[PATCH 3/4] tests: add display test that highlights another bug in read_events
mchqwerty at gmail.com
Wed Sep 10 02:11:56 PDT 2014
On 10 September 2014 10:53, Pekka Paalanen <ppaalanen at gmail.com> wrote:
> On Tue, 9 Sep 2014 15:39:35 +0200
> Marek Chalupa <mchqwerty at gmail.com> wrote:
> > On 9 September 2014 13:10, Marek Chalupa <mchqwerty at gmail.com> wrote:
> > >
> > >
> > > On 4 September 2014 15:17, Pekka Paalanen <ppaalanen at gmail.com>
> > > wrote:
> > >
> > >> On Fri, 29 Aug 2014 11:21:30 +0200
> > >> Marek Chalupa <mchqwerty at gmail.com> wrote:
> > >>
> > >> > When wl_display_read_events() returns with errno == EAGAIN, we
> > >> > naturally try to call it again. But this next call results in
> > >> > deadlock.
> > >> >
> > >> > Signed-off-by: Marek Chalupa <mchqwerty at gmail.com>
> > >> > ---
> > >> > tests/display-test.c | 88
> > >> ++++++++++++++++++++++++++++++++++++++++++++++++++++
> > >> > 1 file changed, 88 insertions(+)
> > >> But I see something else: wl_display_read_events() does not
> > >> decrement reader_count if it returns due to last_error. I think
> > >> that needs a fix to guarantee the reader_count is decremented, so
> > >> that the side-effects are consistent.
> > >>
> > >
> > > Yes, we should fix this. There are cases that can cause a problem.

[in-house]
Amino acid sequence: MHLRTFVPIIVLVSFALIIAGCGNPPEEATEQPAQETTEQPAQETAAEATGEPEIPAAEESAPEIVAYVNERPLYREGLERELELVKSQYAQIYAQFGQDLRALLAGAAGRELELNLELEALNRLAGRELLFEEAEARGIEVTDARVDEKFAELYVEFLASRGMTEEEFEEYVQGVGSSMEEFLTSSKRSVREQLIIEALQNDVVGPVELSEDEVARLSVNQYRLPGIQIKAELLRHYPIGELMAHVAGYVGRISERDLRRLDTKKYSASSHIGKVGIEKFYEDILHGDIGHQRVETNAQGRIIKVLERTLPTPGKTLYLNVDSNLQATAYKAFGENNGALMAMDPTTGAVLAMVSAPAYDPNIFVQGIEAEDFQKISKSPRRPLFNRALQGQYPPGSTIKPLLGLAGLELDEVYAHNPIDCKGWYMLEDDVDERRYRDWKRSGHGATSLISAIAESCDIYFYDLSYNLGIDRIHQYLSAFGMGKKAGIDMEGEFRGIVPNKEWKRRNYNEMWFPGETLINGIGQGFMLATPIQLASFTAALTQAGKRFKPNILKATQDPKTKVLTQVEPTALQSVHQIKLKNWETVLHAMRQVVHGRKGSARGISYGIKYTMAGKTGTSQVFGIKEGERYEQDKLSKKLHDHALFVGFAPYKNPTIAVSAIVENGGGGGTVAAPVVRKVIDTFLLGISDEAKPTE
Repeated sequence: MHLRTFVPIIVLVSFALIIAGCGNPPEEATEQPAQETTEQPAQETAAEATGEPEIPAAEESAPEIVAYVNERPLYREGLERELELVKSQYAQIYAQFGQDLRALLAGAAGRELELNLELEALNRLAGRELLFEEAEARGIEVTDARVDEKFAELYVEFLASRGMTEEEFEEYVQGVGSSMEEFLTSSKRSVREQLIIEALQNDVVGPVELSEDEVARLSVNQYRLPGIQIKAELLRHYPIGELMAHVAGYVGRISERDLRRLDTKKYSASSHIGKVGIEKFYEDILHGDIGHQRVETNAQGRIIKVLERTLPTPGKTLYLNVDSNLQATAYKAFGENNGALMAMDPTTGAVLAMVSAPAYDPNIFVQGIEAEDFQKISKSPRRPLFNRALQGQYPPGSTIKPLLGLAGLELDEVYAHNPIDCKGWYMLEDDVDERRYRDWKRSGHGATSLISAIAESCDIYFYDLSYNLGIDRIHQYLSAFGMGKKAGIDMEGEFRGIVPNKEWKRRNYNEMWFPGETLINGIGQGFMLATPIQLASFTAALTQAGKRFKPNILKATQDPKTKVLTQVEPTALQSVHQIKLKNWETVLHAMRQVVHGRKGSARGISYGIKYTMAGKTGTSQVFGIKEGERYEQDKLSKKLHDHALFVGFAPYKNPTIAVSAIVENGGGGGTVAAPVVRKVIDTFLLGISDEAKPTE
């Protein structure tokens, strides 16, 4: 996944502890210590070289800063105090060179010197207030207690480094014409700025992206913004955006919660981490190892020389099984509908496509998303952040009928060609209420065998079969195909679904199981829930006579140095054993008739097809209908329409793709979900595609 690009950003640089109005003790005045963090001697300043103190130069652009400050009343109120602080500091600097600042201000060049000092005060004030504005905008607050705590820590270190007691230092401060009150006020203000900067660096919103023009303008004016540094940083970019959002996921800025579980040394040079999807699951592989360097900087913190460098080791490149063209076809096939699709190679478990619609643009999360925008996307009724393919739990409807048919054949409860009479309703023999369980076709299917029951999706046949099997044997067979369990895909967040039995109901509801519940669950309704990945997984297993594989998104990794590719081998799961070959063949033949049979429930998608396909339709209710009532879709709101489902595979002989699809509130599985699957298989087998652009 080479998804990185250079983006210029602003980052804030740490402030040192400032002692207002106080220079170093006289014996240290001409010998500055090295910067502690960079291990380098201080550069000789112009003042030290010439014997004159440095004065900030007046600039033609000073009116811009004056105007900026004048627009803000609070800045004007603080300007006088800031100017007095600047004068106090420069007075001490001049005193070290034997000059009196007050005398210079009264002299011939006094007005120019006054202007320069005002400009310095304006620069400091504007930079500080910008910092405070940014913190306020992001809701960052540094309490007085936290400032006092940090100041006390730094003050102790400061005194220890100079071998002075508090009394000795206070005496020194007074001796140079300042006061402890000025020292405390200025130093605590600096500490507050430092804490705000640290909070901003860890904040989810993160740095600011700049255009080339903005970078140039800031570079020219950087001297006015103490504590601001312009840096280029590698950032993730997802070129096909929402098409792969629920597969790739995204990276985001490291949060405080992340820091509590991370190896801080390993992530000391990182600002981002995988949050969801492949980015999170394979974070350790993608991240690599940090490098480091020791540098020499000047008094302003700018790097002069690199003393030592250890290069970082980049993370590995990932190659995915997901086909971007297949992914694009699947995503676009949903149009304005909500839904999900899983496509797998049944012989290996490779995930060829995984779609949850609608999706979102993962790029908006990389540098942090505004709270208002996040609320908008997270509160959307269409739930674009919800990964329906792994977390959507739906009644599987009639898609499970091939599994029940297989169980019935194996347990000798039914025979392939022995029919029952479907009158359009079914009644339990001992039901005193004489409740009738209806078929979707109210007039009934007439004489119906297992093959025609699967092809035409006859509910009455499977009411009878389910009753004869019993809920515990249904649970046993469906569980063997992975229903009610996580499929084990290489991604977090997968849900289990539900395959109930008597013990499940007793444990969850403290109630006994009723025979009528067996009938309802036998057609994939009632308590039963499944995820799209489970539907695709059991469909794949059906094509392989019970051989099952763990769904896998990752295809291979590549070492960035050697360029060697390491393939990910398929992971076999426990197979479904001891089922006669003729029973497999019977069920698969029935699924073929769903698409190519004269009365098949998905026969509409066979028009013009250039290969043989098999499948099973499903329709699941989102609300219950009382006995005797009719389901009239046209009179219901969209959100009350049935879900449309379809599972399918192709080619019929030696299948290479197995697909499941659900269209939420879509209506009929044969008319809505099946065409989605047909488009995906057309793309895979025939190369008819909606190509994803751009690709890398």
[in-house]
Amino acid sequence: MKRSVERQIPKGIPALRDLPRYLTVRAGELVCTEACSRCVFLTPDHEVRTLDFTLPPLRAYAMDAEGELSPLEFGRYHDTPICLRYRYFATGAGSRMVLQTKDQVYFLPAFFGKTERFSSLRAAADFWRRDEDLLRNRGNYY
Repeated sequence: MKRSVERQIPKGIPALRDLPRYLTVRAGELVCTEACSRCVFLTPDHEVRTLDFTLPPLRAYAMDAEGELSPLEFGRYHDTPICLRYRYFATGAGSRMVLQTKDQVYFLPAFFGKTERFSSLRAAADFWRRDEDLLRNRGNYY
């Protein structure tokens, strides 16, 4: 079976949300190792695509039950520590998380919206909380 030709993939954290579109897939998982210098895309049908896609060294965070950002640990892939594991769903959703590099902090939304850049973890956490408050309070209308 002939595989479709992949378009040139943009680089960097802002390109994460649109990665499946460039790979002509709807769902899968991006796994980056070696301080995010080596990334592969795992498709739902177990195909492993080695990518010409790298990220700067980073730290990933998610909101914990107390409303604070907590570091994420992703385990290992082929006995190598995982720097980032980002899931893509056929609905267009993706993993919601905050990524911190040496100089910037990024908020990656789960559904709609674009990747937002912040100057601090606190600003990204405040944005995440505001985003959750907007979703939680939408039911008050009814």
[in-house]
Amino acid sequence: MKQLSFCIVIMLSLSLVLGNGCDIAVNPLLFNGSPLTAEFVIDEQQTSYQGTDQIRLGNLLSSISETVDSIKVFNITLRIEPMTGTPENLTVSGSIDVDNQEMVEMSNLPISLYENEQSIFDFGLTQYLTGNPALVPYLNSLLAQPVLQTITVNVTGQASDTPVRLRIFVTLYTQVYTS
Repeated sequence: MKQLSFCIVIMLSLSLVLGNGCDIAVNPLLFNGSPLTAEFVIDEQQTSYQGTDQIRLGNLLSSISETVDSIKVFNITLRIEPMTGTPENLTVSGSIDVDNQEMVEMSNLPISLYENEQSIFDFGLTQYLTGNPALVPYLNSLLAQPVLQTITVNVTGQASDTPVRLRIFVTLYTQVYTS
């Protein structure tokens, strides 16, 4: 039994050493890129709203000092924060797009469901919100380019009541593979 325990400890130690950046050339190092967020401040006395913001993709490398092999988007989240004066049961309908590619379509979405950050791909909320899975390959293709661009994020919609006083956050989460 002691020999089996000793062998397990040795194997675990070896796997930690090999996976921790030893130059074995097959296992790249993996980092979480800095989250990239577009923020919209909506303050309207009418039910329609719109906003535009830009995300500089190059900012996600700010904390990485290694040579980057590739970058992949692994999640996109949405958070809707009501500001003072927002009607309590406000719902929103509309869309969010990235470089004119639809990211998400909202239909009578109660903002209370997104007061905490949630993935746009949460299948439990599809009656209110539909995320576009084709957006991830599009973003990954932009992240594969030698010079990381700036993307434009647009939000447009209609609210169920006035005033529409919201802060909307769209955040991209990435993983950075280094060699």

> > >
> > Actually, I can not make up any use-case where it is problem... do
> > you have any?
> No, I just assumed it could be a problem, since it looks like it would
> violate an invariant (keeping the reader count consistent) by
> returning without decrementing. After all, prepare_read already
> succeeded, so it incremented the reader count.
Yes, we can keep it consistent and decrement it - but after last_error is
set, all read attempts are suppressed, so it should not break anything,
But for the sake of consistency we can do it. After last_error is set, few
instructions are not harmful :)
> I suppose the safest approach would be to maintain the guarantees we
> already had in 1.5.0.
Hmm, yes. And if program uses poll (as probably most of them uses), then it
not reach this problem.
> Should a read_event failing due to last_error wake up all threads? It
> should be completely safe, but OTOH every site setting last_error
> already wakes up all threads and prevents anyone from sleeping in
> read_events again, right?
Yes, all threads should be woken up by the function that sets last_error,
so this is safe. If we want have it completely consistent, we can
do cancel_read in this case, so that the reader_count is decremented
and if it drops to 0, then it will wake up sleeping threads (although there
should not be any
- but it is not a problem for pthread broadcast)
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